Double-Blind Research Design

Most experiments in psychology employ a procedure in which information about the purpose and hypothesis of the study is kept secret from participants until after the experiment is over. This is often referred to as a “blind” experiment, and it helps ensure that a research participant will not be biased either intentionally or unintentionally. It is also important to take into consideration the risk of experimenter bias, where knowledge of the purpose and hypothesis of the study might cause the experimenter to be biased and thus unintentionally behave in ways that systematically cause participants to perform differently on the variables being measured.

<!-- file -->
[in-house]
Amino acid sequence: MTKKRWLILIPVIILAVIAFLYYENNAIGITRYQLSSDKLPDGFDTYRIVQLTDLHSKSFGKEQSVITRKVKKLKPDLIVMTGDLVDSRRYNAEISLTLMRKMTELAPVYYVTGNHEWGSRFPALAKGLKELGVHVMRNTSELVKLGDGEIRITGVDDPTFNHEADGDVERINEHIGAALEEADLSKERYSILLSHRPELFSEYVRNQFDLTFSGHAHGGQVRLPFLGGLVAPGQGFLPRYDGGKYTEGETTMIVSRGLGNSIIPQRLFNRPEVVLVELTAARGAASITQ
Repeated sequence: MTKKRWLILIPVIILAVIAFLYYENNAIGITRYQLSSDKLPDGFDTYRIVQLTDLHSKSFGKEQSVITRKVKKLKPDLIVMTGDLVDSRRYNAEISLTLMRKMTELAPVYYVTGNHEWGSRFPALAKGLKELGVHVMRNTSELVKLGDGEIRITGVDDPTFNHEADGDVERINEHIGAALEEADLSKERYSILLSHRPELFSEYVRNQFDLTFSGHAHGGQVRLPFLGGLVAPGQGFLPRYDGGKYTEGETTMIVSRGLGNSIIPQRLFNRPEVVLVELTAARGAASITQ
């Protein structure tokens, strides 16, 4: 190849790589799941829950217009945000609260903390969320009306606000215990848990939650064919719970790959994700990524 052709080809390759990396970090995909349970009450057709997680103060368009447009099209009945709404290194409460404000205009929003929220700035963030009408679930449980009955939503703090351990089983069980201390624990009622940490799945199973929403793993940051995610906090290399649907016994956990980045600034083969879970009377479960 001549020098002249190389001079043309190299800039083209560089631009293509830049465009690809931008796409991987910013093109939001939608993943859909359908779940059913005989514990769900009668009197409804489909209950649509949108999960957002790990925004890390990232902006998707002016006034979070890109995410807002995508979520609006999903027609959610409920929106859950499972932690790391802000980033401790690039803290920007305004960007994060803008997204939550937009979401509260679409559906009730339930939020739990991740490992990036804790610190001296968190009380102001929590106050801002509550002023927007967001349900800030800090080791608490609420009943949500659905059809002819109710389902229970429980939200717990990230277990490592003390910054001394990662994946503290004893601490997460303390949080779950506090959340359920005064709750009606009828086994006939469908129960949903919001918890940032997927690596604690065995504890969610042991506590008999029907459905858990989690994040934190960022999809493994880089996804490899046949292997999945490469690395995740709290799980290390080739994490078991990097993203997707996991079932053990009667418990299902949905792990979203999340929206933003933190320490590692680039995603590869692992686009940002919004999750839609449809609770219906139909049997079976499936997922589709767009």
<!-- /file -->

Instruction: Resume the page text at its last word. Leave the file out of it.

Clinician and participant bias must also be avoided when conducting randomized controlled trials. Clinician bias occurs when the clinicians administering treatment in a randomized ...

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